Fairtrade Africa has rolled out Phase 3 of its Climate Academy Project in Ethiopia to increase coffee Small Producer Organisations resilience and adaptive capacity through training and subsequent application of insights, skills and techniques designed to better adapt to climate change.
The Climate Academy Project is a Dutch Postcode Lottery funded project with funding to the tune of 1.1 million euros. The first two Phases are being implemented in Kenya targeting Small Producer Organisations in Machakos, Kericho and Nandi counties. The Ethiopian project is implemented in collaboration with Fairtrade International, the Max Havelaar Foundation in the Netherlands, Food Cabinet and the International Institute of Coffee Research. The goal of the project is to increase coffee farmers’ resilience to climate change by systematically building their capacity.
Fairtrade’s unique benefits, such as the Fairtrade Minimum Price and Premium, and their Standards which foster organizational development, environmental and financial sustainability, and greater autonomy provide a strong foundation for farmers to begin implementing climate change adaptation measures. But Fairtrade also recognize that producers need additional support and funding to effectively deal with the multi-faceted effects of climate change.
Climate change impact is significantly affecting coffee farmers in Ethiopia. Regional studies have shown that climate suitability for the Arabica coffee bean that traces its birthplace back to Ethiopia, is affected by climate change within current regions of production. Increases in temperature and changes in precipitation patterns is decreasing yield, reducing quality and increasing pest and diseases. This is putting the livelihood, food security and wellbeing of farming families at risk.
Coffee production is vital to the Ethiopian economy, aside from its cultural value; coffee is the country’s single largest source of export revenue, worth more than $860 million in the 2016-2017 production years. The project targeting six primary producer groups from Oromia Coffee Farmers’ Cooperative Union, western region of Ethiopia, seeks to strengthen Coffee farmers through provision of institutional and management capacity to help them effectively tackle climate change; improve resilience to climate change through sustainable agricultural land management practices; promote an energy switch to renewable energy; increase opportunities for households of smallholders coffee farmers to diversify and engage in alternative income generating activities and facilitate in the development of the Climate Academy Guide for adoption to other producer organizations.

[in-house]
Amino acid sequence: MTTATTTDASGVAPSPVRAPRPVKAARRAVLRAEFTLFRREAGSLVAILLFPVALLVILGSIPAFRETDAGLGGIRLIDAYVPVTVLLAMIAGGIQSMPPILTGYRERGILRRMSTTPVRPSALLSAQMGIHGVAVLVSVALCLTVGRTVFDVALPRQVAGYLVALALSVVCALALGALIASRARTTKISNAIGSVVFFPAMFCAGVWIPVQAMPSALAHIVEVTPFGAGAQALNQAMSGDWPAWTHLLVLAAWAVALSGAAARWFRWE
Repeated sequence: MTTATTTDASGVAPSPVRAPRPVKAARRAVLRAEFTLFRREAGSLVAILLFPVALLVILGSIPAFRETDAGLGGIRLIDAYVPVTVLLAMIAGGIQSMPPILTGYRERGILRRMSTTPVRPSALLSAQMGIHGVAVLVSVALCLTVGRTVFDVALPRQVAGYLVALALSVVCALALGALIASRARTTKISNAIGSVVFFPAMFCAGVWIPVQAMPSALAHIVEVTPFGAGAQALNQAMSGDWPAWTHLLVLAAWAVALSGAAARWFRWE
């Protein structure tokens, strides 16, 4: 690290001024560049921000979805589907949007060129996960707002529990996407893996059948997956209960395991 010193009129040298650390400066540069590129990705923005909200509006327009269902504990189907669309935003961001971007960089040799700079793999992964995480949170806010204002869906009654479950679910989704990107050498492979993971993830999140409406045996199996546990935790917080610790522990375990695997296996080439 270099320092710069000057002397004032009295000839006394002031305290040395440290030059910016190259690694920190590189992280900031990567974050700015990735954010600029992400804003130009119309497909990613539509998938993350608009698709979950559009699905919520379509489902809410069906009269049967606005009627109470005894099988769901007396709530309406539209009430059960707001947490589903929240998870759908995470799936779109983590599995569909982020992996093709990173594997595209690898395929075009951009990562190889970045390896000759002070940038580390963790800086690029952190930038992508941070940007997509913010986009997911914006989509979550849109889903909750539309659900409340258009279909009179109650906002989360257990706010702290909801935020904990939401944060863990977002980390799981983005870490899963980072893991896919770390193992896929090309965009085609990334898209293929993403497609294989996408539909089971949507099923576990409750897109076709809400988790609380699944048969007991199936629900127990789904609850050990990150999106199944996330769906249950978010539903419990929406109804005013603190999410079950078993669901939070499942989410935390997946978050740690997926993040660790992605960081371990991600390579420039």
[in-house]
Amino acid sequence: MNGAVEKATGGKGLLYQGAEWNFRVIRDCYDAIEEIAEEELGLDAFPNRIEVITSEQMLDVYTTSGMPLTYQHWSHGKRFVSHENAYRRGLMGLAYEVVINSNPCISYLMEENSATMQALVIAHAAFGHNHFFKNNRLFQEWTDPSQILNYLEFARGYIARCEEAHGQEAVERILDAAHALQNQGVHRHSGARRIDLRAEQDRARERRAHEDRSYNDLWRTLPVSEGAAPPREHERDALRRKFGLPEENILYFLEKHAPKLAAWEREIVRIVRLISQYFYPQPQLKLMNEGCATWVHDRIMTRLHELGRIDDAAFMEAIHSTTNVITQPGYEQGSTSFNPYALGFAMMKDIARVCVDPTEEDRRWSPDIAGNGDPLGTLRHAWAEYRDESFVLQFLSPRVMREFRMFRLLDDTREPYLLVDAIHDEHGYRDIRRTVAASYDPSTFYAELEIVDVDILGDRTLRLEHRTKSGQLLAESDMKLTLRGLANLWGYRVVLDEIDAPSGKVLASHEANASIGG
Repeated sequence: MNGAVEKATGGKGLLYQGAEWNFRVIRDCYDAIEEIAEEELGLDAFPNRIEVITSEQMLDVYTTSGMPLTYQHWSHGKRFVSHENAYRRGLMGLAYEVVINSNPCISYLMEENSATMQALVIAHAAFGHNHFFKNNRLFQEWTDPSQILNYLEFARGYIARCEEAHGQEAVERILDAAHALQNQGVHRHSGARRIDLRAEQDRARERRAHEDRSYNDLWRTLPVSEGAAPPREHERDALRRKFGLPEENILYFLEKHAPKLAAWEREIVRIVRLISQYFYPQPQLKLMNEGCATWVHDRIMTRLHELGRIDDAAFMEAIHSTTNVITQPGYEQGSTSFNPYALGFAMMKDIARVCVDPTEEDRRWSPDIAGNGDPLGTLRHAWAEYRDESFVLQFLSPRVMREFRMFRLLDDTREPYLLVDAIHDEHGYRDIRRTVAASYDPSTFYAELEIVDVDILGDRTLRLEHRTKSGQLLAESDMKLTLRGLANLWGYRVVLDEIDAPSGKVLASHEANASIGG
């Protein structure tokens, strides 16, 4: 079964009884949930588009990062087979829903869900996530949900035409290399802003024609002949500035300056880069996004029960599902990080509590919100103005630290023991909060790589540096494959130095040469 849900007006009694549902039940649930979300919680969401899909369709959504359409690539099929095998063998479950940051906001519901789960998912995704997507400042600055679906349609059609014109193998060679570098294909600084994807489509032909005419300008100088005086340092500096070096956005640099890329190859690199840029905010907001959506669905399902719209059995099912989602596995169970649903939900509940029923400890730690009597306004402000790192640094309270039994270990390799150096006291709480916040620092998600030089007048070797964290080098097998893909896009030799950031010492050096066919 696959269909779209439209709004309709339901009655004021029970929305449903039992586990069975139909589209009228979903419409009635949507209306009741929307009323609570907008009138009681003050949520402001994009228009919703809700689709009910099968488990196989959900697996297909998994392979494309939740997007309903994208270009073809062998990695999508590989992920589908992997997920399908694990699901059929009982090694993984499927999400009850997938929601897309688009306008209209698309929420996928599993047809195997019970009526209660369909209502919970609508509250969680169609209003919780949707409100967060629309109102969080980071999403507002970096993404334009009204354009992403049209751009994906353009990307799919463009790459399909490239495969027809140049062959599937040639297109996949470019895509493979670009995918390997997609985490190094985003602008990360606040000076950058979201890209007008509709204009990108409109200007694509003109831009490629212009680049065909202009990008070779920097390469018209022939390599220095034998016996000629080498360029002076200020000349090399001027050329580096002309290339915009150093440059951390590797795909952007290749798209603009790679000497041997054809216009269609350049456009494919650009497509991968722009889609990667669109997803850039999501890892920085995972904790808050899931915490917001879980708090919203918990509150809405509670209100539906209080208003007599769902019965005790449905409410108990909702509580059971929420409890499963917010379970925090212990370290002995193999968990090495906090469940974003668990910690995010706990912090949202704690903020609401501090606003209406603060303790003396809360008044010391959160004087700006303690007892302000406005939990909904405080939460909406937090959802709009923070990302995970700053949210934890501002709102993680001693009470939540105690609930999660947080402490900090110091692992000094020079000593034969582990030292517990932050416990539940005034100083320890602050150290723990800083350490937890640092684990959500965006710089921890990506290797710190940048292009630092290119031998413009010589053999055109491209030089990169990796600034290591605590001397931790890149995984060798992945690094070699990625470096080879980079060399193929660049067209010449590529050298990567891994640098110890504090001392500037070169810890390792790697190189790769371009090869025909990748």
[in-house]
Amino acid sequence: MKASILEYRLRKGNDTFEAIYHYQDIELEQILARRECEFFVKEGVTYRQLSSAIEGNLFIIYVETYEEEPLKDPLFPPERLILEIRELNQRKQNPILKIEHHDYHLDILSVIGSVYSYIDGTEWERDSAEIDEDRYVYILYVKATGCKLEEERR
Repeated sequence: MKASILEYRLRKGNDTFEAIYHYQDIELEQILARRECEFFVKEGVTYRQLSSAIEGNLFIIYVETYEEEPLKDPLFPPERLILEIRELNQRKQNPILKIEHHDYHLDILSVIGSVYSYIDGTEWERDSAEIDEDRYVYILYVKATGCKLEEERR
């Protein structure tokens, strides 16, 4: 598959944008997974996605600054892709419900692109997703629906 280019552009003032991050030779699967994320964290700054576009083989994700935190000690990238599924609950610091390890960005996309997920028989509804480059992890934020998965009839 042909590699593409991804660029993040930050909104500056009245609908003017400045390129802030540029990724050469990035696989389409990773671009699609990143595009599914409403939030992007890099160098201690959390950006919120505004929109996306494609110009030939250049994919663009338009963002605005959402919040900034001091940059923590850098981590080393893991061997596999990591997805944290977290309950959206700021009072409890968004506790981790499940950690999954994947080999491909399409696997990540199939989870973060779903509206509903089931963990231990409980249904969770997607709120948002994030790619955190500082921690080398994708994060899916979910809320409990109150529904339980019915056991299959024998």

According to a 2017 research undertaken by researchers from the Royal Botanic Gardens at Kew in the United Kingdom and scientists in Ethiopia, rising temperatures and decreasing rainfall could render as much as 60% of Ethiopia’s coffee-growing areas unsuitable for cultivation by the end of the century. This will affect over 15 million farmers and the 15% of the country’s population dependent on the coffee industry.
About Fairtrade Africa
Fairtrade Africa was established in 2005 and is the independent non-profit umbrella organization representing all Fairtrade certified producers in Africa.
Fairtrade Africa is owned by its members, who are African producer organisations certified against international Fairtrade standards producing traditional export commodities such as coffee, cocoa, tea, cotton, bananas, mango and non-traditional commodities including shea butter and rooibos tea. Currently, the organisation supports over 500 producer organisations and represents over one million small holder farmers and workers across 32 countries in Africa, ensuring they get better prices, decent working conditions and fairer terms of trade, while also contributing to the sustainability of the environment.
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